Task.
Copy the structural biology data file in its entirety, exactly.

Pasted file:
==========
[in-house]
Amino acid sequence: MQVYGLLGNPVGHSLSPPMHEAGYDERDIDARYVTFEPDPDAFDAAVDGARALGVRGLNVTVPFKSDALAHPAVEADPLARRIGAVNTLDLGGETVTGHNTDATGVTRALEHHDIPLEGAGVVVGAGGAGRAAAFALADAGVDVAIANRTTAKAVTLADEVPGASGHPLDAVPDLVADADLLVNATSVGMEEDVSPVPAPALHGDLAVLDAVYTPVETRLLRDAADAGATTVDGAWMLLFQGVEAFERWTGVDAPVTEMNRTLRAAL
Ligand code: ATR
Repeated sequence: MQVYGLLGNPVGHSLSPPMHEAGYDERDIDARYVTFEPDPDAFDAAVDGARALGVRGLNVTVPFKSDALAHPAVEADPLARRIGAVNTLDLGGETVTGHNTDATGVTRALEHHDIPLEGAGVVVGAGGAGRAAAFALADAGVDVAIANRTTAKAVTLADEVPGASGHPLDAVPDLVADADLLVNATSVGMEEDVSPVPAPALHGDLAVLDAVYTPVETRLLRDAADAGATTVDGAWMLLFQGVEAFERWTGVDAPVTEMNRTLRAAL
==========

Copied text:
[in-house]
Amino acid sequence: MQVYGLLGNPVGHSLSPPMHEAGYDERDIDARYVTFEPDPDAFDAAVDGARALGVRGLNVTVPFKSDALAHPAVEADPLARRIGAVNTLDLGGETVTGHNTDATGVTRALEHHDIPLEGAGVVVGAGGAGRAAAFALADAGVDVAIANRTTAKAVTLADEVPGASGHPLDAVPDLVADADLLVNATSVGMEEDVSPVPAPALHGDLAVLDAVYTPVETRLLRDAADAGATTVDGAWMLLFQGVEAFERWTGVDAPVTEMNRTLRAAL
Ligand code: ATR
Repeated sequence: MQVYGLLGNPVGHSLSPPMHEAGYDERDIDARYVTFEPDPDAFDAAVDGARALGVRGLNVTVPFKSDALAHPAVEADPLARRIGAVNTLDLGGETVTGHNTDATGVTRALEHHDIPLEGAGVVVGAGGAGRAAAFALADAGVDVAIANRTTAKAVTLADEVPGASGHPLDAVPDLVADADLLVNATSVGMEEDVSPVPAPALHGDLAVLDAVYTPVETRLLRDAADAGATTVDGAWMLLFQGVEAFERWTGVDAPVTEMNRTLRAAL